Among the survivors are his ents, Levi and Helen Houska, and two sisters, Carol (Mrs. William) McCol-lam, and Yvonne (Mrs. Joseph) Bollwerk, all of Rapid City. Paul Theisen SPEARFISH Funeral services are pending for Paul Theisen, 67, Spearfish, who died Monday at Grants, Wednesday Evening Specials BILLINGS, Mont. Exceptional care in salvaging timber in a southeastern Montana fire area earned commendations for Hulett, sawmill operator Jim Neiman and logging contractor Jay Moore.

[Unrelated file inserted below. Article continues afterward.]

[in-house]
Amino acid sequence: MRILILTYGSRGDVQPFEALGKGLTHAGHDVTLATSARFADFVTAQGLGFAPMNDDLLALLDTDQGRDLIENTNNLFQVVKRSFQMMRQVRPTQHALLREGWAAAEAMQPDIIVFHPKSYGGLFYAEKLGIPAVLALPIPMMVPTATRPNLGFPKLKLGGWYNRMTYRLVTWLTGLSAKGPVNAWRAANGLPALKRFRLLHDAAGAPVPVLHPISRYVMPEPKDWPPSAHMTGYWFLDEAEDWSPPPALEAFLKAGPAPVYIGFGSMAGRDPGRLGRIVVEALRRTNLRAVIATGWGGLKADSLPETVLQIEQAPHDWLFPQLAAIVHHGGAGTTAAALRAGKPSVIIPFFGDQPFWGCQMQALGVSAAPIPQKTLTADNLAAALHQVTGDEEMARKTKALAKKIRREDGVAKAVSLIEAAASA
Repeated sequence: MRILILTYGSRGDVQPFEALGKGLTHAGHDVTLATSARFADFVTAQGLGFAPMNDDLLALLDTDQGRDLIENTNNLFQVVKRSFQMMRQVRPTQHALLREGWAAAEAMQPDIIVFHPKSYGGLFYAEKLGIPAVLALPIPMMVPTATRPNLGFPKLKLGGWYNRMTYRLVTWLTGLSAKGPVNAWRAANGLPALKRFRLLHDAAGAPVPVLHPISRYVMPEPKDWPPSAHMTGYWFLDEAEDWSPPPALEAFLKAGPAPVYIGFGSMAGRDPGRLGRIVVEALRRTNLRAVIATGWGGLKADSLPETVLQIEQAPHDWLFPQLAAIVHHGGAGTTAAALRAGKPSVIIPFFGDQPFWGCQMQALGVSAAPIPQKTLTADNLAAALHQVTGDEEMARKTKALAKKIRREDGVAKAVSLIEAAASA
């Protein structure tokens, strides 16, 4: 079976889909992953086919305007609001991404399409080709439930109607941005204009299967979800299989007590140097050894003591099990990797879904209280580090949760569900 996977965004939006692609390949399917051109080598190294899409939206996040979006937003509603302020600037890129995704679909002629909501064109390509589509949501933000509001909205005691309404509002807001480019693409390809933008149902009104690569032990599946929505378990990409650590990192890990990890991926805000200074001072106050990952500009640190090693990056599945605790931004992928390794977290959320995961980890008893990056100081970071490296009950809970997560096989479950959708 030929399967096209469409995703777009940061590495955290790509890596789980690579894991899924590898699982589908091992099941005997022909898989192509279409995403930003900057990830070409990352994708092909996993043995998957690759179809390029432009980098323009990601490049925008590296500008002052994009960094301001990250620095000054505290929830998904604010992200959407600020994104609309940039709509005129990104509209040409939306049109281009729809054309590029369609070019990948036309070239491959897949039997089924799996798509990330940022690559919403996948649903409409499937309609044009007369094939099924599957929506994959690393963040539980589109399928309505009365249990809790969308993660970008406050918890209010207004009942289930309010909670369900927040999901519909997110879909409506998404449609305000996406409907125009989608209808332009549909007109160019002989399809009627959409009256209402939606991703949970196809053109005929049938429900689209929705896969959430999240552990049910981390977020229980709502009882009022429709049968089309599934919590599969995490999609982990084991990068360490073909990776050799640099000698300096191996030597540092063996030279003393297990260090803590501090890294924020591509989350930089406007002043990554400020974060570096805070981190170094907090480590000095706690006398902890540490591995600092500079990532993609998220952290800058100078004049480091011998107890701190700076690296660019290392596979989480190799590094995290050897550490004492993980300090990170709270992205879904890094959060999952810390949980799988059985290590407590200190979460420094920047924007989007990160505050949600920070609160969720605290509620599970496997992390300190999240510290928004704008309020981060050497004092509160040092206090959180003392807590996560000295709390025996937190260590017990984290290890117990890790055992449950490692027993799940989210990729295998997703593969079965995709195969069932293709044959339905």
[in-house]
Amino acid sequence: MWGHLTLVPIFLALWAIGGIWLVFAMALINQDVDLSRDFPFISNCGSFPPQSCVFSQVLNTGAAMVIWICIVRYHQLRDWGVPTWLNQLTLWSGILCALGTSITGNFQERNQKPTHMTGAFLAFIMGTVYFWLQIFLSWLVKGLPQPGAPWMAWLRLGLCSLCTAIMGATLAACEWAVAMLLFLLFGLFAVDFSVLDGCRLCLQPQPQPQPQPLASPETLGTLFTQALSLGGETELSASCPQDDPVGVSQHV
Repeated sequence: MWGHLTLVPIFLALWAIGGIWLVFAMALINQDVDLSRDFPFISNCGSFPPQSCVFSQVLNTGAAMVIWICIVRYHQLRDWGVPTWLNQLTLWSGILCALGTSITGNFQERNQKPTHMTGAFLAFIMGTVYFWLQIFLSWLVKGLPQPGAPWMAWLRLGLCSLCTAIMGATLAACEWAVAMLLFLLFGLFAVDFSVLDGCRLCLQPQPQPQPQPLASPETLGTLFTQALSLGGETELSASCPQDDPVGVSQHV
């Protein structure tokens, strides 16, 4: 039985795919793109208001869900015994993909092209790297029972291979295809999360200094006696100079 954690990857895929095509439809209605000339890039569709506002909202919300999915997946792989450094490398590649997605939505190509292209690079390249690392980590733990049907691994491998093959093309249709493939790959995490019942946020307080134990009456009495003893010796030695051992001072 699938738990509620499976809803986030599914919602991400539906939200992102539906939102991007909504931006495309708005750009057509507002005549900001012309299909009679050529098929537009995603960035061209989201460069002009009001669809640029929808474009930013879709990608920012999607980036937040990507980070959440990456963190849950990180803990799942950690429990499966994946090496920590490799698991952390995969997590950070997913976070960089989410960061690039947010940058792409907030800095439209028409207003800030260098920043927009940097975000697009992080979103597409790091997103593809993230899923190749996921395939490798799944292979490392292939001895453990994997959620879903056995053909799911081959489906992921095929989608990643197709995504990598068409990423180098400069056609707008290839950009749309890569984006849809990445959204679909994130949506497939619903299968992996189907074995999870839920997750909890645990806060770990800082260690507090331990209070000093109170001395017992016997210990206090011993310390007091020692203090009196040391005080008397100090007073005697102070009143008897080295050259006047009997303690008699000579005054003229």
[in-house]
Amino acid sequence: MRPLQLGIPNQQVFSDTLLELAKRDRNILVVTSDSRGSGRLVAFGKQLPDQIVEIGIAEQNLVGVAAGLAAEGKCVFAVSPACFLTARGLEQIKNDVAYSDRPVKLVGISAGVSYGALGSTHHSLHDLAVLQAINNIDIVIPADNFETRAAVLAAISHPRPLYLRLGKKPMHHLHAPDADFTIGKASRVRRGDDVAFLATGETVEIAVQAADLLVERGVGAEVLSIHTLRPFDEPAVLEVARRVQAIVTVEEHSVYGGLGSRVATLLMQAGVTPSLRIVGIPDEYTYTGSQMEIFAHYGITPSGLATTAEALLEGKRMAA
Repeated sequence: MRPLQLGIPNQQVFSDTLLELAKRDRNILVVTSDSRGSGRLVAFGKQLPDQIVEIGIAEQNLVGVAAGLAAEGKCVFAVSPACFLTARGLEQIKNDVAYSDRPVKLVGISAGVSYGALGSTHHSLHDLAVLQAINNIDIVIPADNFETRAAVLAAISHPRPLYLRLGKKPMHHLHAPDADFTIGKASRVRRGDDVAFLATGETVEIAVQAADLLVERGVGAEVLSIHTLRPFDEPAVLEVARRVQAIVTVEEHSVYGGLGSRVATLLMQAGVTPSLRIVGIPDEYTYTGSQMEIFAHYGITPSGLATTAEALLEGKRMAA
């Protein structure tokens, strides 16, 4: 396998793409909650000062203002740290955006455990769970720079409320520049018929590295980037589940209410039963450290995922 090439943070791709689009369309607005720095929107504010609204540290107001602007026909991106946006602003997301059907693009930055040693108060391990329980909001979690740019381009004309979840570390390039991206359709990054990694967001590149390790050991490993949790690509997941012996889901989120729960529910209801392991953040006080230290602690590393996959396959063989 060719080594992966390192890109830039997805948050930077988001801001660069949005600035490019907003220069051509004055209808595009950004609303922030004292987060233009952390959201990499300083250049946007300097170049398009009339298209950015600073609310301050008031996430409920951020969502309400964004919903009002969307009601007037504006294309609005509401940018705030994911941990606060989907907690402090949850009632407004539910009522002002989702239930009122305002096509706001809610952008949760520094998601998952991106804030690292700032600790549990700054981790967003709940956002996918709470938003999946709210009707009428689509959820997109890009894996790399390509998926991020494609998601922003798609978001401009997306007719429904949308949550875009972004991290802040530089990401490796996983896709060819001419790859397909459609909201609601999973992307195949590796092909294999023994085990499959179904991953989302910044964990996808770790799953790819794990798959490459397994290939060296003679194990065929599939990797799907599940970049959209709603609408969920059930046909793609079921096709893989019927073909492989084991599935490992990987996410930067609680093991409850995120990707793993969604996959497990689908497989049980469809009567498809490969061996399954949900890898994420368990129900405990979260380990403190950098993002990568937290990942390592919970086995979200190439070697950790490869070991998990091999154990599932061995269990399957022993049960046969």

In presenting certificates of appreciation, Custer National Forest Supervisor Curt Bates praised Neiman and Moore for "their profound concern for the highly sensitive environment" of the Schiller fire on the Ashland Ranger District. Assessment after the July 1988 fire showed the area should be logged as soon as possible to reduce timber losses and the risk of insect infestation in remaining live trees. To complicate the work, soil losses in the fire increased hazards of wind and water erosion and revealed numerous archaeology sites that required protection. From the start of logging last February, Neiman and Moore "displayed their concern for the environment" and often went beyond contract terms to protect the resources, said Bates. In addition, Neiman, Moore and trucking contractor Doug Walker took special care to minimize impact on private land they crossed to gain access to the national forest timber sale sites.